Wear a blue shirt or a red shirt? Try to fit in or create your own style? Go out with so-and-so or find a way to say “No thanks”? Watch some TV or do homework first? Young people make a lot of decisions every day. Some are easy, others difficult, and still others just plain irritating. But all of these decisions are good practice for their future as they learn how to take more control of their lives. Best of all, when young people start connecting the choices they make today with their futures (goals, dreams, ideas for jobs), the better they’ll get at actually planning for what they want. Planning and Decision Making is Asset 32 of Search Institute’s 40 Developmental Assets, the qualities, experiences, and relationships that help young people grow up healthy, caring, and responsible.
Here are the facts:
Research shows that young people who learn to make good decisions and plan ahead do better in school, are less likely to engage in drinking, smoking, or using other drugs, and are better able to accomplish more of what they want. Only about 29 percent of young people, ages 11–18, say they know how to plan ahead and make choices, according to Search Institute surveys. Show young people different strategies to effectively plan ahead and make healthy decisions.
Tips for building this asset:
Encourage young people to keep a daily “to do” list and check off items as they complete the tasks. Allow room for mistakes, but avoid rescuing them from the consequences. Celebrate progress and accomplishments in planning and decision making.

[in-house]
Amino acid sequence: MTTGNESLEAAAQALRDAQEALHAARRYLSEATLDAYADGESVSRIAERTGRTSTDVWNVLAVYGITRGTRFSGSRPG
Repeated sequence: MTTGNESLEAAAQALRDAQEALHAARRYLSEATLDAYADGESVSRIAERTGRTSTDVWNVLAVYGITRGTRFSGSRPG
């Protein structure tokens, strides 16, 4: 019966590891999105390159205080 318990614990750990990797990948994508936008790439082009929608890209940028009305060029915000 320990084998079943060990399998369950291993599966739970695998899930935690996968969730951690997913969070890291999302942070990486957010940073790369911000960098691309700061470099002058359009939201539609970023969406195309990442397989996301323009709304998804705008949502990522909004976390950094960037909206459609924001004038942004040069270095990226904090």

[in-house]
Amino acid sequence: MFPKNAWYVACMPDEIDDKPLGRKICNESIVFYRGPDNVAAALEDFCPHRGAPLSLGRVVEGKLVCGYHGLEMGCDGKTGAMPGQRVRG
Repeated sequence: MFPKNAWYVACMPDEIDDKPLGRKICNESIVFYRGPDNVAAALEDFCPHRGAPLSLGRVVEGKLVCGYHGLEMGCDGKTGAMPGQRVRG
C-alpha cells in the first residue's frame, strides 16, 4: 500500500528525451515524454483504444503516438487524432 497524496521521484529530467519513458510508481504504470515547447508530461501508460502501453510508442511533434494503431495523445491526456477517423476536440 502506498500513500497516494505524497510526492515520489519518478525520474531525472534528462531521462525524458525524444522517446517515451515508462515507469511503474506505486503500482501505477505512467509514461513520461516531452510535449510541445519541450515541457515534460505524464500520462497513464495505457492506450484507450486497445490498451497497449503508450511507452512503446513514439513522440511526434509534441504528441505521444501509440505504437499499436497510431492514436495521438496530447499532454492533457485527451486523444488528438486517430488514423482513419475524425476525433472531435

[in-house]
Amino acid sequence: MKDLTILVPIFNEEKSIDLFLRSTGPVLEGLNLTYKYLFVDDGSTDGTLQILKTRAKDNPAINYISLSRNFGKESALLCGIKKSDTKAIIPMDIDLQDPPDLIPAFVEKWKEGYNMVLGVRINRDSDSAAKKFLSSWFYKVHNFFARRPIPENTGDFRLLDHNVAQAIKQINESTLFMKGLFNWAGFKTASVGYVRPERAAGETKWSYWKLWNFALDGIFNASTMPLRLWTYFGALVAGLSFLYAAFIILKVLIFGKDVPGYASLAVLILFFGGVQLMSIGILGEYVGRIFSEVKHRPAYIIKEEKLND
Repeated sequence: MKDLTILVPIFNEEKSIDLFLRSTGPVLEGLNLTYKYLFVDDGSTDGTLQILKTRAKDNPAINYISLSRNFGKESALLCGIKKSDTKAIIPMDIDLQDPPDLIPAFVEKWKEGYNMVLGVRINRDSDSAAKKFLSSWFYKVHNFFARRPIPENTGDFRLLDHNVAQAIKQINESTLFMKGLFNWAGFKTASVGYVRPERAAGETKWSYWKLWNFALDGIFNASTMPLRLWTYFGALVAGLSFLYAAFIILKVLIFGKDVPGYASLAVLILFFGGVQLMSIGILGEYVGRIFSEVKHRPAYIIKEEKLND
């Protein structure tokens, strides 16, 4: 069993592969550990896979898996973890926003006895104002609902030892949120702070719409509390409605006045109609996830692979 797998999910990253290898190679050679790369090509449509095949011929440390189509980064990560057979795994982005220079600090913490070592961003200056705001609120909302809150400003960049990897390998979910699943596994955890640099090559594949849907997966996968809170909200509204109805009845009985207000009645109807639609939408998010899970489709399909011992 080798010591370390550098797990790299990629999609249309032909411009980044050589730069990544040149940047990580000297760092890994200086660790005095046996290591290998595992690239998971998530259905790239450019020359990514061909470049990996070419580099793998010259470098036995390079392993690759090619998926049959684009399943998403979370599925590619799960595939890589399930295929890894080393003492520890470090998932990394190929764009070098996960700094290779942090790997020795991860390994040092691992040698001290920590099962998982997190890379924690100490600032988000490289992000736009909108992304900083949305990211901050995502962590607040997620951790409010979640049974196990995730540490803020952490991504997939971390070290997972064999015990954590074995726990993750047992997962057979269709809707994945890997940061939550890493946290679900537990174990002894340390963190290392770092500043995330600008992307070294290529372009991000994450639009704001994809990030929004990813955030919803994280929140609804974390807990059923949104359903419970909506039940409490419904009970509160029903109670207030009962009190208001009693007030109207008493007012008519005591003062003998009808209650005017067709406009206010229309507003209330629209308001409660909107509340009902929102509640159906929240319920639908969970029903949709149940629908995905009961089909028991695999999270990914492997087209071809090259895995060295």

Also try this:
In your home and family: Talk with your child about how you make decisions. Have you changed your approach over time? Invite your child to help with making a decision or plan a family event.
In your neighborhood and community: Invite local young people to help plan and organize a neighborhood party or potluck.
In your school or youth program: On the board or using newsprint, make two columns. Write Decision above one column, Future above the other. Have each young person list a decision he or she needs to make, then rank how connected (1 = low, 5 = high) it is to a future goal or plan (grades, college, jobs). Discuss.
Want to know more about the 40 Developmental Assets and ideas for helping young people build them? Visit www.search-institute.org/assets.
Developmental Assets® are positive factors within young people, families, communities, schools, and other settings that research has found to be important in promoting the healthy development of young people. From Instant Assets: 52 Short and Simple E-Mails for Sharing the Asset Message. Copyright © 2007 by Search Institute®, 877-240-7251; www.search-institute.org. This message may be reproduced for educational, noncommercial uses only (with this copyright line). All rights reserved.